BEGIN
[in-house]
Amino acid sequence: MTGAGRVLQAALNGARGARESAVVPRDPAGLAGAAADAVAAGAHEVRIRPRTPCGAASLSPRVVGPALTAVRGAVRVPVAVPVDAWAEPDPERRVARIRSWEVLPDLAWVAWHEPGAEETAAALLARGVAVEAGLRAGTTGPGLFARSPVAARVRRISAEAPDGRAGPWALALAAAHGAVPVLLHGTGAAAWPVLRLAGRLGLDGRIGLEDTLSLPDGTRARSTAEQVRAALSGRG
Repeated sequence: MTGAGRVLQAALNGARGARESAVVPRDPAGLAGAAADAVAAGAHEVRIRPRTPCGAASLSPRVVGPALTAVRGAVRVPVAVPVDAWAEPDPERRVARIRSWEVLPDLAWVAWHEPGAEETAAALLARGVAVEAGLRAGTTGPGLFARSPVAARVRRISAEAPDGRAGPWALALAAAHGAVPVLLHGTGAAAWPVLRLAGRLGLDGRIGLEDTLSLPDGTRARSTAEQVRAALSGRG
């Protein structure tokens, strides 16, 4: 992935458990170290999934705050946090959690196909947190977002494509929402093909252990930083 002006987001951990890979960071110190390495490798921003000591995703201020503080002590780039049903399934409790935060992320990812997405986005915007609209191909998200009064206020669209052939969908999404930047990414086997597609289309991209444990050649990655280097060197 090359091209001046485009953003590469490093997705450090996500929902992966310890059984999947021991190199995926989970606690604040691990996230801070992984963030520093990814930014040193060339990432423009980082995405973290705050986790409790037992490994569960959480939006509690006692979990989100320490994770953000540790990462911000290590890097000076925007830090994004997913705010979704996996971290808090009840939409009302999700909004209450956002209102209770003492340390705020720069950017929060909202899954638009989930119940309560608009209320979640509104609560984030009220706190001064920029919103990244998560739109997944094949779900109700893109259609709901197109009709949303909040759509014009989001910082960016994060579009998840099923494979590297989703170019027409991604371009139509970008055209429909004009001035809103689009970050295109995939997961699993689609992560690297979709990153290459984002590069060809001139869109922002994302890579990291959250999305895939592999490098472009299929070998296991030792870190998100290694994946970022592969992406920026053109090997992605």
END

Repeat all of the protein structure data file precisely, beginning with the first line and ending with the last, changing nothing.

[in-house]
Amino acid sequence: MTGAGRVLQAALNGARGARESAVVPRDPAGLAGAAADAVAAGAHEVRIRPRTPCGAASLSPRVVGPALTAVRGAVRVPVAVPVDAWAEPDPERRVARIRSWEVLPDLAWVAWHEPGAEETAAALLARGVAVEAGLRAGTTGPGLFARSPVAARVRRISAEAPDGRAGPWALALAAAHGAVPVLLHGTGAAAWPVLRLAGRLGLDGRIGLEDTLSLPDGTRARSTAEQVRAALSGRG
Repeated sequence: MTGAGRVLQAALNGARGARESAVVPRDPAGLAGAAADAVAAGAHEVRIRPRTPCGAASLSPRVVGPALTAVRGAVRVPVAVPVDAWAEPDPERRVARIRSWEVLPDLAWVAWHEPGAEETAAALLARGVAVEAGLRAGTTGPGLFARSPVAARVRRISAEAPDGRAGPWALALAAAHGAVPVLLHGTGAAAWPVLRLAGRLGLDGRIGLEDTLSLPDGTRARSTAEQVRAALSGRG
């Protein structure tokens, strides 16, 4: 992935458990170290999934705050946090959690196909947190977002494509929402093909252990930083 002006987001951990890979960071110190390495490798921003000591995703201020503080002590780039049903399934409790935060992320990812997405986005915007609209191909998200009064206020669209052939969908999404930047990414086997597609289309991209444990050649990655280097060197 090359091209001046485009953003590469490093997705450090996500929902992966310890059984999947021991190199995926989970606690604040691990996230801070992984963030520093990814930014040193060339990432423009980082995405973290705050986790409790037992490994569960959480939006509690006692979990989100320490994770953000540790990462911000290590890097000076925007830090994004997913705010979704996996971290808090009840939409009302999700909004209450956002209102209770003492340390705020720069950017929060909202899954638009989930119940309560608009209320979640509104609560984030009220706190001064920029919103990244998560739109997944094949779900109700893109259609709901197109009709949303909040759509014009989001910082960016994060579009998840099923494979590297989703170019027409991604371009139509970008055209429909004009001035809103689009970050295109995939997961699993689609992560690297979709990153290459984002590069060809001139869109922002994302890579990291959250999305895939592999490098472009299929070998296991030792870190998100290694994946970022592969992406920026053109090997992605």